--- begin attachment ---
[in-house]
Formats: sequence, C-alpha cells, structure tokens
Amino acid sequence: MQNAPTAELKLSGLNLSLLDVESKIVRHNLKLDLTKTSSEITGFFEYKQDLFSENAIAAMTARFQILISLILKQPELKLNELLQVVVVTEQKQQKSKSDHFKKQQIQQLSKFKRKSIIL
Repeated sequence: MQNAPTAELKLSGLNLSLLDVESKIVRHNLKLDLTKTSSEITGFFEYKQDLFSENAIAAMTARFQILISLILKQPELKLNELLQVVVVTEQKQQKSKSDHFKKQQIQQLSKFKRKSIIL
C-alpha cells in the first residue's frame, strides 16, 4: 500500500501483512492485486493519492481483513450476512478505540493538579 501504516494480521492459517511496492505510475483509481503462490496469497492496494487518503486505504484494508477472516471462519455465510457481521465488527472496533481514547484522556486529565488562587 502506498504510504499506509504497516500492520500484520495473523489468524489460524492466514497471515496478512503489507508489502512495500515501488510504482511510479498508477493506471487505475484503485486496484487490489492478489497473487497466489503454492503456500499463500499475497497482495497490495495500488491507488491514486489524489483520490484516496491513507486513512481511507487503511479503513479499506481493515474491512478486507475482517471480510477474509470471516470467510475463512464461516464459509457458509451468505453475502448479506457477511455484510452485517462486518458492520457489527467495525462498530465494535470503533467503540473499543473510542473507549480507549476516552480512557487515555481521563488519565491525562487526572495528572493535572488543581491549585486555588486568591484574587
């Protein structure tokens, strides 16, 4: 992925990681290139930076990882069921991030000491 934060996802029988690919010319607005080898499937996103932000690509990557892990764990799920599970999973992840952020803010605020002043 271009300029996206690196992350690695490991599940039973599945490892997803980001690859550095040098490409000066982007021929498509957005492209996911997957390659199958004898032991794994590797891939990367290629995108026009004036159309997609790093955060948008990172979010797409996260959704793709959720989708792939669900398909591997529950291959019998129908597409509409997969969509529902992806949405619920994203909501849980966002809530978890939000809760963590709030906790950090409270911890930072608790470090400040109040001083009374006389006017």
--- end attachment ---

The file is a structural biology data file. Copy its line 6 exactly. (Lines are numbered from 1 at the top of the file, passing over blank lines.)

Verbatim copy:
């Protein structure tokens, strides 16, 4: 992925990681290139930076990882069921991030000491 934060996802029988690919010319607005080898499937996103932000690509990557892990764990799920599970999973992840952020803010605020002043 271009300029996206690196992350690695490991599940039973599945490892997803980001690859550095040098490409000066982007021929498509957005492209996911997957390659199958004898032991794994590797891939990367290629995108026009004036159309997609790093955060948008990172979010797409996260959704793709959720989708792939669900398909591997529950291959019998129908597409509409997969969509529902992806949405619920994203909501849980966002809530978890939000809760963590709030906790950090409270911890930072608790470090400040109040001083009374006389006017």